My life has taken me from a childhood in the burning Bronx to the Arctic Circle, through ghettos large and small, and to places I didn’t even know existed until I was well into my adulthood.
All those experiences—for which I am very grateful—are not just enlightening for me as a person. Collectively, these experiences become a responsibility that I am happily obligated to carry into as many places as I can. Halls of both power and powerlessness benefit from the exchange in ways that I hope will lead to world peace.
Really, I actually believe world peace is tied up in environmental equality for everyone. It’s not going to solve all our environmental or our equality problems overnight, but it is a cornerstone toward building the kind of world I know we can achieve.
I often find myself working with academics, scientists, and other leaders on climate change mitigation issues. And often I find myself occupying the “diversity” (I’m black) or “equity” (I’m not rich) track in such forums.
It’s great that more and more people in positions of influence are now agreed that these are important aspects to be included in more and more places. The next step is realizing that putting these issues into silos is tantamount to keeping them in an intellectual ghetto.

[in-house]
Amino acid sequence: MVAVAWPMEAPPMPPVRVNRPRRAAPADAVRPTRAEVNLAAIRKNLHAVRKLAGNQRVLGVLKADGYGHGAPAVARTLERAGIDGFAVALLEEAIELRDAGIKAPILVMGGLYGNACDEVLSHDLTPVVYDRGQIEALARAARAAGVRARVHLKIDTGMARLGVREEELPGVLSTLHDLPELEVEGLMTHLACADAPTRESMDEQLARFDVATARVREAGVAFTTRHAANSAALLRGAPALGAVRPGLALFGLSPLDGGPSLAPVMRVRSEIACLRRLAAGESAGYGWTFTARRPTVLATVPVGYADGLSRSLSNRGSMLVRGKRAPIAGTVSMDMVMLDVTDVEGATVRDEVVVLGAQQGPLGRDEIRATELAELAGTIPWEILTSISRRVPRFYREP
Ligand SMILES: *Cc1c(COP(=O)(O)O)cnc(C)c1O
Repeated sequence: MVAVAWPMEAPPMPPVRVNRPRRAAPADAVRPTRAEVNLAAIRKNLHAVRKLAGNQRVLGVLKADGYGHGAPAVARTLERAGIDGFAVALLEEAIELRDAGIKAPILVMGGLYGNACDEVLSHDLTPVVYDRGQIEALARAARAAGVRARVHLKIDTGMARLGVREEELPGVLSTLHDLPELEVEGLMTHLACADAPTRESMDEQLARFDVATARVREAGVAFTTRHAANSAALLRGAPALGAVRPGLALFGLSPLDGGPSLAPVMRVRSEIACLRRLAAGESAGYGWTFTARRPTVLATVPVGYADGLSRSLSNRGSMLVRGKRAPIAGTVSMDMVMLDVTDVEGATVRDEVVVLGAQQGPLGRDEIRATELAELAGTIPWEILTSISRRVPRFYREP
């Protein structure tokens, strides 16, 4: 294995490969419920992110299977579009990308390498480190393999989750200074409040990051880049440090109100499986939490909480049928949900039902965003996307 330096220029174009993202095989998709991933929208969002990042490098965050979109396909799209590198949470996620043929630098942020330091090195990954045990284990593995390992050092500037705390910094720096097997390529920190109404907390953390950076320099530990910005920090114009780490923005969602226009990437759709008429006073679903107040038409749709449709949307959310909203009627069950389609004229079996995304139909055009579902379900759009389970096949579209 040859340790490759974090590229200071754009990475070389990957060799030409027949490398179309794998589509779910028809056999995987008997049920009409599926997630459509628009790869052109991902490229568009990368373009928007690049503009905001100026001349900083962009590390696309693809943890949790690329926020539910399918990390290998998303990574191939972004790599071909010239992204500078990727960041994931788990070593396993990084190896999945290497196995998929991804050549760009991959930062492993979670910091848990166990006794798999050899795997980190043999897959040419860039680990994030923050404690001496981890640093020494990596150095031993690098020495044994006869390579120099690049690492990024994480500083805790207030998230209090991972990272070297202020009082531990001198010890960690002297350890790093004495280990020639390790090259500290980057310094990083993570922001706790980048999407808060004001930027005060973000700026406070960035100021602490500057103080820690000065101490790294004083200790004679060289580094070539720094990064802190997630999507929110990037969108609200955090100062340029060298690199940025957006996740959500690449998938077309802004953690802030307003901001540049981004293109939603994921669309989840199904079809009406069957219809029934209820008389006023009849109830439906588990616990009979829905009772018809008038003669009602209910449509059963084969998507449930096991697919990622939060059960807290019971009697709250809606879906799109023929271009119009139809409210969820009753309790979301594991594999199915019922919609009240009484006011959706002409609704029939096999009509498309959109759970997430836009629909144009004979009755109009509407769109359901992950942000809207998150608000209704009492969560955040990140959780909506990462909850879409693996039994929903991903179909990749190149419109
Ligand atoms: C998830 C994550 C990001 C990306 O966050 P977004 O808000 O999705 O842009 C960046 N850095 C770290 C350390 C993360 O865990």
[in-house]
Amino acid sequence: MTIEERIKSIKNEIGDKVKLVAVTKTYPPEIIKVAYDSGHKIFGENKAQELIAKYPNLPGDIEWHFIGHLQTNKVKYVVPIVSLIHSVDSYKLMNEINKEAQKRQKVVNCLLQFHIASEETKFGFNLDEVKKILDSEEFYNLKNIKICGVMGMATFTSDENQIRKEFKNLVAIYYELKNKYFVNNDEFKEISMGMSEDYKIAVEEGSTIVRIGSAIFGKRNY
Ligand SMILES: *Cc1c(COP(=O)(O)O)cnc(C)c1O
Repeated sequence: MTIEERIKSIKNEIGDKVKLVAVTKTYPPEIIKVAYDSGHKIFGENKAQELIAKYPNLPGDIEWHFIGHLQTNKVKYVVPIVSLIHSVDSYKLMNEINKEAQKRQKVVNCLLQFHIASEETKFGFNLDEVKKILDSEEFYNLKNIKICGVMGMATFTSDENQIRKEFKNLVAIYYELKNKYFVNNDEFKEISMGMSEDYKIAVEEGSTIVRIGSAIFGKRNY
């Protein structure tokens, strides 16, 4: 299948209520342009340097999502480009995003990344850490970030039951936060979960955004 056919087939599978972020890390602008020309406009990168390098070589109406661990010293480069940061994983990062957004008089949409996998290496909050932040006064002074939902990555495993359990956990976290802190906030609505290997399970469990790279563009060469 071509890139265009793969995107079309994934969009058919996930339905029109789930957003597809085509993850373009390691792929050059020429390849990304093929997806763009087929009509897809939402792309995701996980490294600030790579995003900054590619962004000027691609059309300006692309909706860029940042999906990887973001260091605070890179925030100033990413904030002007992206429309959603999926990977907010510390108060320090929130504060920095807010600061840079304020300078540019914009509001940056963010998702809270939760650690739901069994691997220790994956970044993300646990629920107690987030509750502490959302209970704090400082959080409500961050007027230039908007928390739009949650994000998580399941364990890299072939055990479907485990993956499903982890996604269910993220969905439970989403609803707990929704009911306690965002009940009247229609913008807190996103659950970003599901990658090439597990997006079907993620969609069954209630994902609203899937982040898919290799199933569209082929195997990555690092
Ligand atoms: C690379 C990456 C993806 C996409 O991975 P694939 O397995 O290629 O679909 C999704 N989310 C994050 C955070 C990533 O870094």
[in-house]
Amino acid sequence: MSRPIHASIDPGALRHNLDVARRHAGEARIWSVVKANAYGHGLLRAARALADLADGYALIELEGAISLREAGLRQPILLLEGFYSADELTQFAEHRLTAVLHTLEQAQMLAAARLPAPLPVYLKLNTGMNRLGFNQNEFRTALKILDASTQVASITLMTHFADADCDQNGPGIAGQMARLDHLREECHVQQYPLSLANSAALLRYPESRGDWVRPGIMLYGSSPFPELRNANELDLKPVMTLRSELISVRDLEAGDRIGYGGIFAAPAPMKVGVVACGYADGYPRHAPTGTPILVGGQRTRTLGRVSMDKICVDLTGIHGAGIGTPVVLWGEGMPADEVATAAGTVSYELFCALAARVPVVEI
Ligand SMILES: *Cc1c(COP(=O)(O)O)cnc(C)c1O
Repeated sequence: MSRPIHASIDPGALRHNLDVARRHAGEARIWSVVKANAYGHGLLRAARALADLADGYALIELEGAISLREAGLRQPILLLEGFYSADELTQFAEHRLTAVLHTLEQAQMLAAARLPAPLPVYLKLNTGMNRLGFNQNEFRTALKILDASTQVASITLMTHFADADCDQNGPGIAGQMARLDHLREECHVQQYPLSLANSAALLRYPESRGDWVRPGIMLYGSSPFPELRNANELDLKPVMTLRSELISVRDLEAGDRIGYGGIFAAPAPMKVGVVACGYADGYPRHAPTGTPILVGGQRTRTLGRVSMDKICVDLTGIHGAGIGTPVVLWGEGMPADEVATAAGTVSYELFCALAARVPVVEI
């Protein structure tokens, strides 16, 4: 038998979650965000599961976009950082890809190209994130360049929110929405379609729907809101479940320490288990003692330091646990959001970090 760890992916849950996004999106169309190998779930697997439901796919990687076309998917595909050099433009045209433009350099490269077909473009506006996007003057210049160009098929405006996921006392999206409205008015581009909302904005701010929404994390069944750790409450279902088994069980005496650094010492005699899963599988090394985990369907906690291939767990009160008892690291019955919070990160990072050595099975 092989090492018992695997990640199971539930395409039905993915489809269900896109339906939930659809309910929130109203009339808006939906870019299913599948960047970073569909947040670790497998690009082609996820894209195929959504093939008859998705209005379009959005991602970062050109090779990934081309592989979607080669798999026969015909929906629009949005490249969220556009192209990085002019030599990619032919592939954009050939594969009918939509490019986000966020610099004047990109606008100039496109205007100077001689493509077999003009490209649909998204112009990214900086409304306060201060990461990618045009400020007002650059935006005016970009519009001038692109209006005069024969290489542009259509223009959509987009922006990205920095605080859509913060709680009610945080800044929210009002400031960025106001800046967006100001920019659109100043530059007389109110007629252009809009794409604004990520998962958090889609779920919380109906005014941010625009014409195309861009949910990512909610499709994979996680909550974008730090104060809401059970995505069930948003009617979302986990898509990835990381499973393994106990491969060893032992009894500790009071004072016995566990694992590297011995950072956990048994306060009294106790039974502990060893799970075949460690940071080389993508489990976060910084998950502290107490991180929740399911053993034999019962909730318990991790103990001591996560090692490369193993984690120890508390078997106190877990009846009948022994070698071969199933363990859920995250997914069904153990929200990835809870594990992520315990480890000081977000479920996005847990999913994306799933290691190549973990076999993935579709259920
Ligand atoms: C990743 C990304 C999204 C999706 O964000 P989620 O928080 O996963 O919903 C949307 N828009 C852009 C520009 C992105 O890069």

If we insert the argument for equality in every important discussion, we will benefit in many ways. So I often put forth a small questionnaire of yes-no questions to leading scientists from around the U.S. with whom I collaborate. It looks like this:
1. Do you believe that some people should breathe dirtier air than others?
2. Do you believe that some people should drink contaminated water?
3. Do you believe environmental burdens are equally distributed throughout the U.S. population?
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